Two Burlington High Schools face the possibility of closure.
Lester B Pearson High School and Central High School have, due to declining attendance been recommended for closure. While nothing is set in stone, there is a lengthy review process underway.
A Performance Accommodation Review was initiated in 2015 when attendances at these
two schools declined below 65%. But with the completion of the Alton Village Community in our recent memory coupled with the overcrowding at Hayden Secondary School, Pearson has become a contentious point for the board.
Groups like Save LBPHS have made their voices heard throughout this process. We’ve followed them since Entrepreneur and Mother Amy DSouza founded the movement. In a recent e-mail she writes, “Pearson is Hayden’s solution to overcrowding, over use of portable, limited parking and the growing demand on the new school with the new developments and multiple families moving into the area.”
That statement is worth investigating, because of Hayden already at 118% capacity (2015). When the school opened in 2013 it began with grades 9 and 10. Grade 11 and 12 were added in the subsequent years. An abundance of feeder schools have inflated the population over the 1200 cap. There are a dozen portables on the grounds that impede much of the parking lot. That lot serves not only the school but Haber Recreation Centre and the park across the street.
So how did this to happen?
There are currently five elementary schools that feed into Hayden. Of those five, three see 90% of their grade eight population head there; this according to a report published in the Burlington Gazette. Only one and a half elementary schools feed into Pearson; furthermore their catchment area (meaning attendance boundary) stretches south into the area between Mainway and the QEW (Primarily Industrial).
Every year the School Board releases a Long Term Accommodation Plan (LTAP). This is them trying to peer into the future and provide themselves with a safety net in case of unexpected growth. In the 2010-2011 LTAP they were rationalizing the construction of Hayden. The board saw it (Hayden) as a way to accommodate the new subdivisions in north Burlington, according to the LTAP. But there was data there to suggest a future problem.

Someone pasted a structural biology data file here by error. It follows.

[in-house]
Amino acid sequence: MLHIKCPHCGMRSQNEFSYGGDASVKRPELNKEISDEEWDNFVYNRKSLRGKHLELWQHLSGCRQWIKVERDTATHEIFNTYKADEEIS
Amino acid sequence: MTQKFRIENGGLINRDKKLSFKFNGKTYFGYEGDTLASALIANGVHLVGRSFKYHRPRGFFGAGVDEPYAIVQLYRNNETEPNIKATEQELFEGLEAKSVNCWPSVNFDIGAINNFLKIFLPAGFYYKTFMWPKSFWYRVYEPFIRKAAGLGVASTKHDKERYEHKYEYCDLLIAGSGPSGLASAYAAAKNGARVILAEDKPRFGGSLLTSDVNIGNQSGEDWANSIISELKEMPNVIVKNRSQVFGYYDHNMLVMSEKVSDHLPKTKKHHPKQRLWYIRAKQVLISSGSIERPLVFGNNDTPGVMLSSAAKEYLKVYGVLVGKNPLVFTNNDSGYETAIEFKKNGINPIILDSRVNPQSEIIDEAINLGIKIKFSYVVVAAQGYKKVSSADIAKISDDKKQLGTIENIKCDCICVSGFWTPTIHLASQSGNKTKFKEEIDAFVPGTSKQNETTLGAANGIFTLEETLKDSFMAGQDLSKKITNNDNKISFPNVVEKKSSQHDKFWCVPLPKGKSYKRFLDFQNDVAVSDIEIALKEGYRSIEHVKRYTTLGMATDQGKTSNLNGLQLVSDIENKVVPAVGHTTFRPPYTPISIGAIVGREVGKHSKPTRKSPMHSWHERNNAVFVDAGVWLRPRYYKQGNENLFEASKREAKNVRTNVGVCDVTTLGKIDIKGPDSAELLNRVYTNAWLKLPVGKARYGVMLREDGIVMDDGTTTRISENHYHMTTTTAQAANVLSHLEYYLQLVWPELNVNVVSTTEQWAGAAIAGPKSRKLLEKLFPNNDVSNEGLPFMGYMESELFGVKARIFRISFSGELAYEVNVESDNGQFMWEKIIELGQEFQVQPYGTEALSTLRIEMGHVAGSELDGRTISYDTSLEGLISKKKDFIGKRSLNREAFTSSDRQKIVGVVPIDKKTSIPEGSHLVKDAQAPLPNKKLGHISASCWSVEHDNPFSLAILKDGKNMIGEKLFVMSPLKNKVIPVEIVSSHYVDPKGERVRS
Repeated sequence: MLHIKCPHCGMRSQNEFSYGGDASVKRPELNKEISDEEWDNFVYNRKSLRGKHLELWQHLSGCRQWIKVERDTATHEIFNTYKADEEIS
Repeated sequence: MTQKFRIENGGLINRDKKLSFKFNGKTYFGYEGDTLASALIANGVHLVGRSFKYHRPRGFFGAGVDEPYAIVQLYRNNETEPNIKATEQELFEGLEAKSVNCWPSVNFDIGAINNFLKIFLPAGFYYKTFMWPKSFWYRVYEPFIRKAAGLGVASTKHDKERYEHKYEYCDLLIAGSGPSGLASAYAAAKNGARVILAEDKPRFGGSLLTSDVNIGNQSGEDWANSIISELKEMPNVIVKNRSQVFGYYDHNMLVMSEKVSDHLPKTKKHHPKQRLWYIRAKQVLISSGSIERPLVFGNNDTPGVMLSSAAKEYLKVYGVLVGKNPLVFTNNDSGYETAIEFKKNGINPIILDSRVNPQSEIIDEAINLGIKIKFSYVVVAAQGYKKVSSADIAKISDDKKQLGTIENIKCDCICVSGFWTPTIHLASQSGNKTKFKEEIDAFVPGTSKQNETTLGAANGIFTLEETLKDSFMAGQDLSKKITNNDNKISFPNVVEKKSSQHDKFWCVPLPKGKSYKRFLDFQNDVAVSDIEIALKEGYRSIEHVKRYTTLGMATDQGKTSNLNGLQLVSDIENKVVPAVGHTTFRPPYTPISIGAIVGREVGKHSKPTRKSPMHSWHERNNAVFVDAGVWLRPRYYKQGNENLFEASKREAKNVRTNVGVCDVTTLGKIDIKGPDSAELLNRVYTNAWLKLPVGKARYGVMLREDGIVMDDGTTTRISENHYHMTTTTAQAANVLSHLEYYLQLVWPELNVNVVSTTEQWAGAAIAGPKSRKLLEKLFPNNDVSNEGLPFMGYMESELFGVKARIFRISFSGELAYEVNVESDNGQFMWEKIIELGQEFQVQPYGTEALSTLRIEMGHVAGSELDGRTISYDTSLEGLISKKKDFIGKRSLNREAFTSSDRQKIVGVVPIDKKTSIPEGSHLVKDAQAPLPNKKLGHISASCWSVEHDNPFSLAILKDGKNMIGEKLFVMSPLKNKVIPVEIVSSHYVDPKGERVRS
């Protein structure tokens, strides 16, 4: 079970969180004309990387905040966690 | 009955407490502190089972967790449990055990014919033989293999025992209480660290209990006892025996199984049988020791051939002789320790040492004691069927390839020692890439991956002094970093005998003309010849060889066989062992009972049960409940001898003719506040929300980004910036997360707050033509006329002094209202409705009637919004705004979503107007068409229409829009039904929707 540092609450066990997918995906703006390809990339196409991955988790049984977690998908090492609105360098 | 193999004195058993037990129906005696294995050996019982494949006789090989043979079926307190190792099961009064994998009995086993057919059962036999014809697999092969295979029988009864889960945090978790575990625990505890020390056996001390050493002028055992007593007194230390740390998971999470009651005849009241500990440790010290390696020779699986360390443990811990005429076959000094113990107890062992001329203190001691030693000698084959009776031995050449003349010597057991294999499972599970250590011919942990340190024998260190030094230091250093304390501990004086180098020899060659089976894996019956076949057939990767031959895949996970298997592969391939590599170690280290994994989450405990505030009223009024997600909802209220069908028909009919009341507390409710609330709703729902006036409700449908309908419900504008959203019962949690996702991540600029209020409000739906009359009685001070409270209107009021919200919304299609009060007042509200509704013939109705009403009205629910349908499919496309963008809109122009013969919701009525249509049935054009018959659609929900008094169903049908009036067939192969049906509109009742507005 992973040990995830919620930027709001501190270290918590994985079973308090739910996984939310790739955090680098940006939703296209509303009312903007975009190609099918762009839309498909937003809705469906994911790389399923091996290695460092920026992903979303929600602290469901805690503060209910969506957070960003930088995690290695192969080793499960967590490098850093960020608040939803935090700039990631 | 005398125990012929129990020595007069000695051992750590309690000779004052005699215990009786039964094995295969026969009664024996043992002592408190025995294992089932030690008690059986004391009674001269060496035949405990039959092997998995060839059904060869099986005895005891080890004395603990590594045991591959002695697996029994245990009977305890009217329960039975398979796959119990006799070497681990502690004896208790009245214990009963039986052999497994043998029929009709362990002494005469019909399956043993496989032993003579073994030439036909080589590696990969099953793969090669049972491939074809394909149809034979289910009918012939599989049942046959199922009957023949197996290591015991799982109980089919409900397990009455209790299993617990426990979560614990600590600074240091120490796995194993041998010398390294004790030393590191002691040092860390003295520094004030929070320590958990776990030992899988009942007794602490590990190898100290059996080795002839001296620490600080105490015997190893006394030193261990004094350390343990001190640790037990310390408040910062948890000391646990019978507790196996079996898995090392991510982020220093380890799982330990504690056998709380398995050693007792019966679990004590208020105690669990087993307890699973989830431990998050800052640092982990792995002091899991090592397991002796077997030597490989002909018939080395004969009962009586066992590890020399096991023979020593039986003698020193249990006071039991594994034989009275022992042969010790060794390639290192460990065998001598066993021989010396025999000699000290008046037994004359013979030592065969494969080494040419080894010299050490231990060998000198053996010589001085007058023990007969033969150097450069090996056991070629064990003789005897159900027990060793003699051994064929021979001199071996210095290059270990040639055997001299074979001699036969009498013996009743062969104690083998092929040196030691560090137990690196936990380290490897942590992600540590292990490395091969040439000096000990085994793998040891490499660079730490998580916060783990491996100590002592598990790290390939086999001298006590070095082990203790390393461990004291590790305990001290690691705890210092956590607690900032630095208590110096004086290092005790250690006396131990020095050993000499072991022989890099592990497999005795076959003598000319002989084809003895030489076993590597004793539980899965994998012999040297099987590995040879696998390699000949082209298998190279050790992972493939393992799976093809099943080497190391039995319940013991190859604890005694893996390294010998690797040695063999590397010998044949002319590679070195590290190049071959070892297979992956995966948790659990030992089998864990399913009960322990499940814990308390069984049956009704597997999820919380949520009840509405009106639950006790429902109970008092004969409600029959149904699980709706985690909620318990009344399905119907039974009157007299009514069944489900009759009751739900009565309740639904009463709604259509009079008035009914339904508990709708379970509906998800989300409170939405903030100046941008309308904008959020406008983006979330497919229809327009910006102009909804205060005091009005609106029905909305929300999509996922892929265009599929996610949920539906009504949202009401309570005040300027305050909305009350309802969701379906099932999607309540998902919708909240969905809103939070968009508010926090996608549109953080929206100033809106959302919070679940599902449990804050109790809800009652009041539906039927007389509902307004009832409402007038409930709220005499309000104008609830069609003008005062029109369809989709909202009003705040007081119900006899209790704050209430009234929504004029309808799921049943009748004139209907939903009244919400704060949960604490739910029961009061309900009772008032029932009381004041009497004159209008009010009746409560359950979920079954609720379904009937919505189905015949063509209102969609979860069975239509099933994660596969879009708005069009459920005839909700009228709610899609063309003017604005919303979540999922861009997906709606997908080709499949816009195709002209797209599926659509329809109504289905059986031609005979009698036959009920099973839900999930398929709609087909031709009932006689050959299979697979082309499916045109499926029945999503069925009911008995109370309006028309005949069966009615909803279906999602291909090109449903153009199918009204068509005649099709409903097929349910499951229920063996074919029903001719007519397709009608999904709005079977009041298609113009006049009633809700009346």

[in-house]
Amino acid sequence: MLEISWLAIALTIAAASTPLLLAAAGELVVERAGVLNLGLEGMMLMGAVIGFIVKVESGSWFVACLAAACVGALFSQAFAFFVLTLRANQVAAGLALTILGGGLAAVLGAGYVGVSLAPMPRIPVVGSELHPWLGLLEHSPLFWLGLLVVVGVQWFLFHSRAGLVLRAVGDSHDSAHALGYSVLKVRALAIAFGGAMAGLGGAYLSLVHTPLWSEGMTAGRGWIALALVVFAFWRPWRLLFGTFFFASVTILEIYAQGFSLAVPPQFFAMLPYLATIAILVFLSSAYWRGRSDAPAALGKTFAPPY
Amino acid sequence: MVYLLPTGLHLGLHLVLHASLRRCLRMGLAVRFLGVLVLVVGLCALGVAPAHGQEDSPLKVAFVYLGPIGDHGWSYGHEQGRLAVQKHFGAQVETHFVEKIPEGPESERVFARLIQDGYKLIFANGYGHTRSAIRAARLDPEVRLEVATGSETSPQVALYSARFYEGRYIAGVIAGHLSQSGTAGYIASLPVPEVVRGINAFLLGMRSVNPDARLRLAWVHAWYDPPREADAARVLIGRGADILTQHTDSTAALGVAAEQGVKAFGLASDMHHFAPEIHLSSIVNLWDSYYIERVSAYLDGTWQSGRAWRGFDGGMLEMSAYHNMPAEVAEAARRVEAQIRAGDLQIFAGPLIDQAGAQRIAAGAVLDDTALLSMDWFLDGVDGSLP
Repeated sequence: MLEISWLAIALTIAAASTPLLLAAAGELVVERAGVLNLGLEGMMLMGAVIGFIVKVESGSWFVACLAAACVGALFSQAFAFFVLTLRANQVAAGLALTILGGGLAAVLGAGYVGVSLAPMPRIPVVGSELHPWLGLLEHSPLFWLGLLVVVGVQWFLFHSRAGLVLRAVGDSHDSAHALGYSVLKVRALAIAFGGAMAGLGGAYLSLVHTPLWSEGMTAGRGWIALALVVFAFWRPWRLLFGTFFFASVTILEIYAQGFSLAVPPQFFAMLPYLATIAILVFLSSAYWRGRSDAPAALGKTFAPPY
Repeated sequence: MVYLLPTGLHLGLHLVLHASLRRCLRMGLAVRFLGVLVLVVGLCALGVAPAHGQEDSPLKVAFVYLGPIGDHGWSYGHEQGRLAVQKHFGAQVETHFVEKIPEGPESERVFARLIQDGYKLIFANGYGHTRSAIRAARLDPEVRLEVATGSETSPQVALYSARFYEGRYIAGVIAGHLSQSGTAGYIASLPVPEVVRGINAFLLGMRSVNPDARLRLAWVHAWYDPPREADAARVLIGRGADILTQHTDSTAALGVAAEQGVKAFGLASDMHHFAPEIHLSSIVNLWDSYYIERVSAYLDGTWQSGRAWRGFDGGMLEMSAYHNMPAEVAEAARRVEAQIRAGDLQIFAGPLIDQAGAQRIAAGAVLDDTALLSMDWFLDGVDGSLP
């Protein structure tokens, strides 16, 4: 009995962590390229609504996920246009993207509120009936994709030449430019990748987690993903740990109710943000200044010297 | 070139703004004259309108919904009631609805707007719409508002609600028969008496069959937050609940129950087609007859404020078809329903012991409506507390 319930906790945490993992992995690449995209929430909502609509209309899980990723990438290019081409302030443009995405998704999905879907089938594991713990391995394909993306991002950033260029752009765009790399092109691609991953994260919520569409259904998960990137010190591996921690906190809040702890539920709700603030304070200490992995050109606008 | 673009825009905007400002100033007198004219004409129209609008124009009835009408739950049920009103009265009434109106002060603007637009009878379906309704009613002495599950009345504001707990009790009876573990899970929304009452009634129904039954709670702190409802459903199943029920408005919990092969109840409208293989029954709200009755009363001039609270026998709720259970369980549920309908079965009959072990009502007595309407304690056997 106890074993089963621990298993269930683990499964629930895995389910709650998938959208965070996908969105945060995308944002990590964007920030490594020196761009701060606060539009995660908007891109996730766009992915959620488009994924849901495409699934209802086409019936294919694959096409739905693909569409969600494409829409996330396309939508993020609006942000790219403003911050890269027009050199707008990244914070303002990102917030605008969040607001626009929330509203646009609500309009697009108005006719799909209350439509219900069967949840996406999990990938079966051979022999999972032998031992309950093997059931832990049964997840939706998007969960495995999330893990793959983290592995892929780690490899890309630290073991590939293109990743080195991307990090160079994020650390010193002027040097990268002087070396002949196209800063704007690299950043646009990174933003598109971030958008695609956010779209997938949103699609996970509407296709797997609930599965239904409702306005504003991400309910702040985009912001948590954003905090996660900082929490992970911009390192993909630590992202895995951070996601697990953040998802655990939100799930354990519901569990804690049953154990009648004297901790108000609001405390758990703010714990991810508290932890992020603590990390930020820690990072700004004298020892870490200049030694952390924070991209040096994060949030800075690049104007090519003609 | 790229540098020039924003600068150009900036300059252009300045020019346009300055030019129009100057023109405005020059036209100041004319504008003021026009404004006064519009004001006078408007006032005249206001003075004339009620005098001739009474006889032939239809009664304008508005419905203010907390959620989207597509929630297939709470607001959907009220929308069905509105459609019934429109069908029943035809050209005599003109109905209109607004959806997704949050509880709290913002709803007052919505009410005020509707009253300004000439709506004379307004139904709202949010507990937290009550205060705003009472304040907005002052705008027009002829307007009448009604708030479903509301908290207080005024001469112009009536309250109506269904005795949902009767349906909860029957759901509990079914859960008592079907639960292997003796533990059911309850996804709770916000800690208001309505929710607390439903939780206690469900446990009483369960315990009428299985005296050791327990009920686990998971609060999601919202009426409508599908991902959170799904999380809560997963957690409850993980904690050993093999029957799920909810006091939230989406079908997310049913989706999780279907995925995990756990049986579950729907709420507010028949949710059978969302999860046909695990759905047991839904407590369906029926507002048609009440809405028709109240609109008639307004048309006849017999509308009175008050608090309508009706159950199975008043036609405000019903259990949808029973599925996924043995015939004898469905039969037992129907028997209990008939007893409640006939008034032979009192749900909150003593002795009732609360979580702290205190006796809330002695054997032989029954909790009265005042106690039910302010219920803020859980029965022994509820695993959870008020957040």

Taken from the Halton District School Board LTAP 2010-2011:
Moreover given the capacity of the schools, it is projected that once the new high school opens there will be 2009 secondary pupil places available in 2012 which increase to 2544 places by 2020. It would appear that there is a need to address the overabundance of pupil places within Burlington as a result of the construction of the new school.
So in 2010 they may have had the data needed anticipate this issue. That’s not meant to knock current Halton Director of Education Stuart Miller who in an earlier article said, “The argument can be made that when we were building Hayden we should’ve known somewhat of what we were doing now back then.”
Therein lies the theme, ‘hindsight is 20/20.’ In an effort to clarify some of the Save LBPHS points I spoke to Director of Planning Mary-Lou Tanner and Alison Enns. “It’s going to be hard in this new era,” says Enns. “Working with the school board trying to understand how these trends play out.” Tanner adds that the board does work with the city to try to predict the trends of school age population. Current utilization data (number of students v number of seats) suggests a downswing. However, DSouza says that many in the Headon Forest neighborhood are downsizing and relocating after their children age out. The question could then be asked that if you were to close Pearson, would you be faced with a lack of seating as new families enter the area.
There are currently two developments breaking ground in North Burlington. One in Alton Village and the other at Guelph Line and Dundas; while Enns says that these developments will contain medium and high density housing, that does not serve as an indication of future student population growth.
The more we dig into the proposed closures, the more we come to see that Hayden is the catalyst for change. In Special Review Assessment (SRA) 101 (a document used to rationalize the reorganization of secondary schools) it states that, “Generally speaking, there is about 10-15% flexibility in total capacity of [Hayden].” So in three years, Hayden has already exceeded that and constructed a dozen portables.
The issue of busing has also been a key point of attack for Save LBPHS. Current board policy says that secondary school students located more than 3.2km away are eligible for busing. If the board were to re-shuffle Hayden’s catchment as well as close Pearson it could present a further issue. When we asked Miller if extra busing would be provided, he said it wouldn’t.
The proposed closure date of both Lester B Pearson and Central is June of 2018. There is still much discussion to be had and debate to unfold. If you are interested in supporting ether of these school’s efforts to stay open, they are both very active on social media. They plan to hold regular rallies as well.
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